The EU’s CBDC plans face skepticism in the European Parliament

The EU’s CBDC plans face skepticism in the European Parliament

The European Union’s elected lawmakers appear skeptical of the point of issuing a digital central bank currency (CBDC) as the bloc prepares to make key decisions on a digital euro in the coming months.

During a Wednesday debate, members of the European Parliament raised concerns about privacy, government control and the role of banks, and some are beginning to wonder whether the project is even worth pursuing.

“There is one key question that has not yet been credibly answered, which is what is the added value…. What can I do with a digital euro that I cannot do with current payment options?” asked Markus Ferber, economic spokesman for the center-right European People’s Party.”As long as there is no answer to this question, there is going to be a lot of skepticism.”

That view appears to be shared by some in the centre-left Socialists and Democrats group, the second largest in the chamber.

“The question we have to ask is why we do it and with what goal,” said French lawmaker Aurore Lalucq. “We’re jumping on the digital bandwagon because it’s fashionable, and trying to deliver it with forceps … I think you have to be extremely careful.”

The European Central Bank (ECB) will make a formal decision on whether to issue the digital euro later this year. But officials are keen to get lawmakers’ assent to any legislation that would be needed to comply with the CBDC.

“If we don’t offer our own solution, we risk private stablecoins or foreign central bank digital currencies filling the gap,” EU Commission’s Mairead McGuinness told lawmakers, adding that “a digital euro could support more innovation and payments such as payment from machine to machine.”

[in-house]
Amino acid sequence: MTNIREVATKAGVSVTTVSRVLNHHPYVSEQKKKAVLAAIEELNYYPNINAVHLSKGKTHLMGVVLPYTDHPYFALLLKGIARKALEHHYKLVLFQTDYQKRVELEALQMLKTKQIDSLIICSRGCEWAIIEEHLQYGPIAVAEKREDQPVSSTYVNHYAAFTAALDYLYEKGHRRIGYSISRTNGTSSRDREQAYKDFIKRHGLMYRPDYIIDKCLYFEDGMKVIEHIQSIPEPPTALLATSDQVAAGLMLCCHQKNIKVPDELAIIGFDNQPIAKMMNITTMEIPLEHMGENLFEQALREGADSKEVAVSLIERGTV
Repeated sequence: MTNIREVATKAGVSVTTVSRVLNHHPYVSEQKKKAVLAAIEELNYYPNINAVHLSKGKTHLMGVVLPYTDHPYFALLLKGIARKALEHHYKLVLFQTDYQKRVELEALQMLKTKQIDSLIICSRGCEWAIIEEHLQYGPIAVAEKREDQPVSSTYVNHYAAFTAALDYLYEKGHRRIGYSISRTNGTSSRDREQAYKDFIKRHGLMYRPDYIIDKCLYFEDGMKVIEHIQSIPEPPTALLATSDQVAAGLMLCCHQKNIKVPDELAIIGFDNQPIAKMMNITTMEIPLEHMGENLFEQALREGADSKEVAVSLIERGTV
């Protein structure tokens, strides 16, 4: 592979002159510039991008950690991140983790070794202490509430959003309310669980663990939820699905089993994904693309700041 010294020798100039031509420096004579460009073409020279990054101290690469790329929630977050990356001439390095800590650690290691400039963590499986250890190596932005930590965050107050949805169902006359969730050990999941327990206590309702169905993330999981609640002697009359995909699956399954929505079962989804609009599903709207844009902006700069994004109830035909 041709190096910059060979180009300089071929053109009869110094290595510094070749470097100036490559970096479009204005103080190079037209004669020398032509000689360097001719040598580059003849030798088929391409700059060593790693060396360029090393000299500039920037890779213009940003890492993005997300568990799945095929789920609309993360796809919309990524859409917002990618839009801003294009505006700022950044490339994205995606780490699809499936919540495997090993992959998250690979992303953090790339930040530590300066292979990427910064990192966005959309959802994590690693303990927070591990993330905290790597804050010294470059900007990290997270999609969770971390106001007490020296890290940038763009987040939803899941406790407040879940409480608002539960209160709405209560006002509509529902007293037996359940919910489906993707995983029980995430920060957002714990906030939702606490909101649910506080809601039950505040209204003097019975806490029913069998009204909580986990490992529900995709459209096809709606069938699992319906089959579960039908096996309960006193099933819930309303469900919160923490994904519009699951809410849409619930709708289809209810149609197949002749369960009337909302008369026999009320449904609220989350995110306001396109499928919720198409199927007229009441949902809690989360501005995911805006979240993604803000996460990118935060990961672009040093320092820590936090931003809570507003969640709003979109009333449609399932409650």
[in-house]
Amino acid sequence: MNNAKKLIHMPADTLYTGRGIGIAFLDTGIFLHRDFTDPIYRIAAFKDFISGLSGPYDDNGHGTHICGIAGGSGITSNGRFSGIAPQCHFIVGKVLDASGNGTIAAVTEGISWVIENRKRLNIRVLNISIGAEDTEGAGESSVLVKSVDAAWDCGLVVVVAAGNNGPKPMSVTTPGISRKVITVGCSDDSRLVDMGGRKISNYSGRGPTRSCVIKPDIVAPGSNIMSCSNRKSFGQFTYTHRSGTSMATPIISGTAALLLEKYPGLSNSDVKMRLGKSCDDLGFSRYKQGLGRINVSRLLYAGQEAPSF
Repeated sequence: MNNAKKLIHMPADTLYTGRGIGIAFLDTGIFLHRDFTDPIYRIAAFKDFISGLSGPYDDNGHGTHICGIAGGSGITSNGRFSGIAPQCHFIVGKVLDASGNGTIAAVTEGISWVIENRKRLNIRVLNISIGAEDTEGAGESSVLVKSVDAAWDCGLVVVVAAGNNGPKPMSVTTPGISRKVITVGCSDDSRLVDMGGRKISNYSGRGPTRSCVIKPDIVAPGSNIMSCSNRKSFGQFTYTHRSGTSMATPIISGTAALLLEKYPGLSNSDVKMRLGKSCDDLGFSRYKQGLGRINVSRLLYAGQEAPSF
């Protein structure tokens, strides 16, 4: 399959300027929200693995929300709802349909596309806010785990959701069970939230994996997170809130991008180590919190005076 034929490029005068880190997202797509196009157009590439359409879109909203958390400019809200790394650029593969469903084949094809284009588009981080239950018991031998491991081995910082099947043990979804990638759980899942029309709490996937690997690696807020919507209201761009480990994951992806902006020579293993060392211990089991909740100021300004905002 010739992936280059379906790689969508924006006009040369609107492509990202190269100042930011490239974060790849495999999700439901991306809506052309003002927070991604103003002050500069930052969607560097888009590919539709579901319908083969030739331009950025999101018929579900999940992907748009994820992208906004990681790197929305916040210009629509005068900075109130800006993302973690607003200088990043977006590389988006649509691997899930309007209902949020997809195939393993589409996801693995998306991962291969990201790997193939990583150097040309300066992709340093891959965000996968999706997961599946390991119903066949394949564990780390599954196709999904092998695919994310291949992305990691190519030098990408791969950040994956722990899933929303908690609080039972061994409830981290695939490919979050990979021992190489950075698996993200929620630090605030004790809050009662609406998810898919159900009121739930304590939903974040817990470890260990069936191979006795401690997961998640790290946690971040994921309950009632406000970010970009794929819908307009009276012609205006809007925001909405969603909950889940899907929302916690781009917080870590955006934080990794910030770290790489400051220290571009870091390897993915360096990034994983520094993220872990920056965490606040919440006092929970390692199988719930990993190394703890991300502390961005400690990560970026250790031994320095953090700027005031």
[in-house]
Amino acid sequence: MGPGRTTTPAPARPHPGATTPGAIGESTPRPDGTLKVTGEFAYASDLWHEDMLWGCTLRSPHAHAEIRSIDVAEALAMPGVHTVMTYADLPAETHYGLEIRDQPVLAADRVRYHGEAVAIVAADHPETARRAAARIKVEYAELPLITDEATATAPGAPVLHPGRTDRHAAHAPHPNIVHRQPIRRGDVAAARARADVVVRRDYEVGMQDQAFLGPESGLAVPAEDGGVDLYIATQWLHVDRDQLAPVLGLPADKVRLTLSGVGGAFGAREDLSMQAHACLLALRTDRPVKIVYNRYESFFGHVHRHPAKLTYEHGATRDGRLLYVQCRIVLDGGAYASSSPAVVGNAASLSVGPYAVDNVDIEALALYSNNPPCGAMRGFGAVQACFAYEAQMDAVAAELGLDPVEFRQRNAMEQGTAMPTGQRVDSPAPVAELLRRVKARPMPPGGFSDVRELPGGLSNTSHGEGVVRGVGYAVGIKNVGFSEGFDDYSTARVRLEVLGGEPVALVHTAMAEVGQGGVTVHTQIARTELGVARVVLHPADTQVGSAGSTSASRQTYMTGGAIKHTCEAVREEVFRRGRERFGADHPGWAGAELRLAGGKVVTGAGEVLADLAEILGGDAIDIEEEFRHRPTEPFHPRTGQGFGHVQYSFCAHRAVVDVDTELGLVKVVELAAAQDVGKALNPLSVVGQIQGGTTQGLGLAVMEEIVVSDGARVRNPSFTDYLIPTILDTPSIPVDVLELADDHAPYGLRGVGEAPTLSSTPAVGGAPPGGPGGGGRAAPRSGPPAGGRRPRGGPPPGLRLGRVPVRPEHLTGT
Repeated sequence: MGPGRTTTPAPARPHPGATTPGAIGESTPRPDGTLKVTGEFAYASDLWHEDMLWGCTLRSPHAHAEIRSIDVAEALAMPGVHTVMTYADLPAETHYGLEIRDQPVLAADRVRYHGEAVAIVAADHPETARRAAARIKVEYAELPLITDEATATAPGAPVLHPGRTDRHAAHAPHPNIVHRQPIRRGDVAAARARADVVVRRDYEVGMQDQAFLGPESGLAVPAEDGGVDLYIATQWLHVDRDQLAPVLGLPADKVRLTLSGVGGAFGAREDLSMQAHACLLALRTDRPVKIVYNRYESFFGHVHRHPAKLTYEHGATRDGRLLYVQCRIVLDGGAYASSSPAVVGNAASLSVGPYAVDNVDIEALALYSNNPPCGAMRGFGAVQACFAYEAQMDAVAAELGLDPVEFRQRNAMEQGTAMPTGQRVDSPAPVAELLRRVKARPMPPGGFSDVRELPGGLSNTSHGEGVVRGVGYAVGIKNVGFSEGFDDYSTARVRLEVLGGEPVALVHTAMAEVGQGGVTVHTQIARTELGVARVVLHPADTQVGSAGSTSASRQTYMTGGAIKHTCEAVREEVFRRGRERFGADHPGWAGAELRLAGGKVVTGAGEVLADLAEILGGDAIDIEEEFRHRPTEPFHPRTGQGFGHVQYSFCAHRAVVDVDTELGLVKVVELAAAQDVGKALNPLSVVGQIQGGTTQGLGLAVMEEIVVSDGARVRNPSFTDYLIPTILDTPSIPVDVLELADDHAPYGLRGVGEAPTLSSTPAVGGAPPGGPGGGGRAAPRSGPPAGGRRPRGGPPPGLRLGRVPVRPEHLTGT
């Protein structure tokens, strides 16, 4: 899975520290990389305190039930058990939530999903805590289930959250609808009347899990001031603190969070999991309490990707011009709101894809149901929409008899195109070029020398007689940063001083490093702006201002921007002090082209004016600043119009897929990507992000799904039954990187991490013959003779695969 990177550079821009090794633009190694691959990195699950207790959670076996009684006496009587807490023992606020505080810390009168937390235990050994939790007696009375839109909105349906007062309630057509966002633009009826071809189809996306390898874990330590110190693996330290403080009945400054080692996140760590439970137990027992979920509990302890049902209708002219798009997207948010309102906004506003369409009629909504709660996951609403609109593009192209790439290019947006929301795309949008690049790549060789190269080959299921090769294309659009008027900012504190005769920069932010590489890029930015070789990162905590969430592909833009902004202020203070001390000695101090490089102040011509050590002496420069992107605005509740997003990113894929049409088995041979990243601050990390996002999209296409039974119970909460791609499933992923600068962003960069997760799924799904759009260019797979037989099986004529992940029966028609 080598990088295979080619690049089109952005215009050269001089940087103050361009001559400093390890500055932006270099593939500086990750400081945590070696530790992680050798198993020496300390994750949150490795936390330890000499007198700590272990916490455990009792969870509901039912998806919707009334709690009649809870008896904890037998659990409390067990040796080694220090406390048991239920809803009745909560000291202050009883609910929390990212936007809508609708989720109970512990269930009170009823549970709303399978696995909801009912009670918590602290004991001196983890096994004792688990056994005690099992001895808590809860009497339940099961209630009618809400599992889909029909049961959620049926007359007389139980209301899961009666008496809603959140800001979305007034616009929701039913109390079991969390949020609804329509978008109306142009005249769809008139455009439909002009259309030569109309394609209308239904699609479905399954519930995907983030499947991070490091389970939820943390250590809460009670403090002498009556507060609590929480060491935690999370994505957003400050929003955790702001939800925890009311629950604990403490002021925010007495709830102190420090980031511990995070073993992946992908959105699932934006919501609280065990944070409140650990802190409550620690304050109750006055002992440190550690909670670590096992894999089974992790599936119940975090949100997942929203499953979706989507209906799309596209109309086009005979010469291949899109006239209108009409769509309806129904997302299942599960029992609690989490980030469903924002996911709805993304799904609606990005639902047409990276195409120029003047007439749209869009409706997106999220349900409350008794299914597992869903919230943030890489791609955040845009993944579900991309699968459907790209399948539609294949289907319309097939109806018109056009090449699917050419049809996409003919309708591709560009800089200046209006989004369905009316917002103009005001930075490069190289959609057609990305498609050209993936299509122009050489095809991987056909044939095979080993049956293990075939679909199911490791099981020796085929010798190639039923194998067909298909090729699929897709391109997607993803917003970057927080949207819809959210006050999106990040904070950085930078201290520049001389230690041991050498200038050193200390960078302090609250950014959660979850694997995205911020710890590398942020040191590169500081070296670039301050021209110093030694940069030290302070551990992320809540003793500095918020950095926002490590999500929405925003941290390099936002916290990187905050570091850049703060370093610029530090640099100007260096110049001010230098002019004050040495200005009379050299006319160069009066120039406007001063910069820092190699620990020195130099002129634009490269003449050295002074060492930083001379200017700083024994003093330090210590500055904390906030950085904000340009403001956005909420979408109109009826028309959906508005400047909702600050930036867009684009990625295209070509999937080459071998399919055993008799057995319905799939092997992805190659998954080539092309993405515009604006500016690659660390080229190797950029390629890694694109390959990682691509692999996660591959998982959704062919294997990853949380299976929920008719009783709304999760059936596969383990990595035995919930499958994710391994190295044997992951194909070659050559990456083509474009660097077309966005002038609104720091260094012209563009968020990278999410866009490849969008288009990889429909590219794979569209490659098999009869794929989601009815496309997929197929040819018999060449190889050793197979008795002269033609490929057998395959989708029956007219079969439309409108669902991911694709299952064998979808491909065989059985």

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McGuinness, the commissioner responsible for fiscal policy, is due to publish a bill next month which she said would cover the euro’s legal tender status, the compensation private operators will receive for distributing the currency and privacy – an issue which topped an ECB inquiry in 2021 by public concern about the plans.

“This is not a ‘Big Brother’ project,” McGuinness said. “We should not address this issue to the citizens of this chamber as some sense of a control project … it is an election project.”

Some lawmakers, concerned that private-sector projects like the now-abandoned Facebook Libra stablecoin could usurp the central bank’s role, may be swayed by these arguments. Others worry about the authoritarian implications of greater government control.

“I was told we need this so we can compete with China,” said Michiel Hoogeveen, a Dutch lawmaker from the right-wing European Conservatives and Reformists Group. “Today we would counter Communist China with policies of rollback or containment, not by copying it.”

Others said they were concerned that the ECB is under the thumb of bank lobbyists and that planned restrictions such as caps on holdings could unnecessarily clip CBDCs’ wings.

“Some of the existing interests that fear the disruptive effect of the digital euro are trying to inhibit the design,” said Ernest Urtasun of the parliament’s Green Group. “The decisive thing is the development of this project. We cannot leave it in the hands of the ECB and the technical advice they have, which comes from the private banking sector.”

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